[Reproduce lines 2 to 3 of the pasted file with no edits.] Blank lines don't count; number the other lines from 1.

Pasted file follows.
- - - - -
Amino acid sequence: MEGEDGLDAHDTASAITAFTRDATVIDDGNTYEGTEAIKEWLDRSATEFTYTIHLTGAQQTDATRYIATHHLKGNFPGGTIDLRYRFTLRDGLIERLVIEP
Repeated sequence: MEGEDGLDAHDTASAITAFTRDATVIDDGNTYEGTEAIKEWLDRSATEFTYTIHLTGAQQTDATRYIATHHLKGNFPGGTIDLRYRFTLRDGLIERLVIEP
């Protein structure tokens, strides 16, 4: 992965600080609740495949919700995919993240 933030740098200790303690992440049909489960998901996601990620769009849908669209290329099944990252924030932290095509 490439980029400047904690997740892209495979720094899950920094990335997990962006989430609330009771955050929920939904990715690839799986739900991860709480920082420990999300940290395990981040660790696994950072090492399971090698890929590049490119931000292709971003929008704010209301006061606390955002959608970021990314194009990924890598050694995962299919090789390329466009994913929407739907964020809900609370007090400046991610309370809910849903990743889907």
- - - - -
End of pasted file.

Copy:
Repeated sequence: MEGEDGLDAHDTASAITAFTRDATVIDDGNTYEGTEAIKEWLDRSATEFTYTIHLTGAQQTDATRYIATHHLKGNFPGGTIDLRYRFTLRDGLIERLVIEP
């Protein structure tokens, strides 16, 4: 992965600080609740495949919700995919993240 933030740098200790303690992440049909489960998901996601990620769009849908669209290329099944990252924030932290095509 490439980029400047904690997740892209495979720094899950920094990335997990962006989430609330009771955050929920939904990715690839799986739900991860709480920082420990999300940290395990981040660790696994950072090492399971090698890929590049490119931000292709971003929008704010209301006061606390955002959608970021990314194009990924890598050694995962299919090789390329466009994913929407739907964020809900609370007090400046991610309370809910849903990743889907």